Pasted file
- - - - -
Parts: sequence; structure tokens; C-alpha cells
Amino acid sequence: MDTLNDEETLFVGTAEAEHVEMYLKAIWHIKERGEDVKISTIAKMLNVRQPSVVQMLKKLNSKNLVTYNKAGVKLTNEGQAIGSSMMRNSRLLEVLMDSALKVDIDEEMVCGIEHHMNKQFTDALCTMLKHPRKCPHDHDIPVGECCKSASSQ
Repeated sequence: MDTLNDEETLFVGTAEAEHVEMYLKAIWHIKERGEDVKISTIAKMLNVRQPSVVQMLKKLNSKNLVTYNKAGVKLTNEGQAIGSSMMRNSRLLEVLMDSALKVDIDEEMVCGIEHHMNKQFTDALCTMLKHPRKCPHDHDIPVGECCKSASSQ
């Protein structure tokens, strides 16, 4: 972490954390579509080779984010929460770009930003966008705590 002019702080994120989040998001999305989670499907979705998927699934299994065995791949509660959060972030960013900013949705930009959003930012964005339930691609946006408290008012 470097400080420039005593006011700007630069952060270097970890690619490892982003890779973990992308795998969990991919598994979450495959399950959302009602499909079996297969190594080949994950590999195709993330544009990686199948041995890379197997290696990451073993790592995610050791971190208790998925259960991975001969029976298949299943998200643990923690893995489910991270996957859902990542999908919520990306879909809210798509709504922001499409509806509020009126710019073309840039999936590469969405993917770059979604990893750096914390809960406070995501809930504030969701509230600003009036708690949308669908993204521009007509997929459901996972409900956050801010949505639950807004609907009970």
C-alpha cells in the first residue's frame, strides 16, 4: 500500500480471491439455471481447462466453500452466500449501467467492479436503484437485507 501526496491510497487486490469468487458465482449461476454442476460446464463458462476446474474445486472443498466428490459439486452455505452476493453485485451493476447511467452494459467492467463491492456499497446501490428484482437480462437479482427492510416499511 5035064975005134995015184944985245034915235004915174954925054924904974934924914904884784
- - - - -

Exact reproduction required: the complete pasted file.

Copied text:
Parts: sequence; structure tokens; C-alpha cells
Amino acid sequence: MDTLNDEETLFVGTAEAEHVEMYLKAIWHIKERGEDVKISTIAKMLNVRQPSVVQMLKKLNSKNLVTYNKAGVKLTNEGQAIGSSMMRNSRLLEVLMDSALKVDIDEEMVCGIEHHMNKQFTDALCTMLKHPRKCPHDHDIPVGECCKSASSQ
Repeated sequence: MDTLNDEETLFVGTAEAEHVEMYLKAIWHIKERGEDVKISTIAKMLNVRQPSVVQMLKKLNSKNLVTYNKAGVKLTNEGQAIGSSMMRNSRLLEVLMDSALKVDIDEEMVCGIEHHMNKQFTDALCTMLKHPRKCPHDHDIPVGECCKSASSQ
């Protein structure tokens, strides 16, 4: 972490954390579509080779984010929460770009930003966008705590 002019702080994120989040998001999305989670499907979705998927699934299994065995791949509660959060972030960013900013949705930009959003930012964005339930691609946006408290008012 470097400080420039005593006011700007630069952060270097970890690619490892982003890779973990992308795998969990991919598994979450495959399950959302009602499909079996297969190594080949994950590999195709993330544009990686199948041995890379197997290696990451073993790592995610050791971190208790998925259960991975001969029976298949299943998200643990923690893995489910991270996957859902990542999908919520990306879909809210798509709504922001499409509806509020009126710019073309840039999936590469969405993917770059979604990893750096914390809960406070995501809930504030969701509230600003009036708690949308669908993204521009007509997929459901996972409900956050801010949505639950807004609907009970």
C-alpha cells in the first residue's frame, strides 16, 4: 500500500480471491439455471481447462466453500452466500449501467467492479436503484437485507 501526496491510497487486490469468487458465482449461476454442476460446464463458462476446474474445486472443498466428490459439486452455505452476493453485485451493476447511467452494459467492467463491492456499497446501490428484482437480462437479482427492510416499511 5035064975005134995015184944985245034915235004915174954925054924904974934924914904884784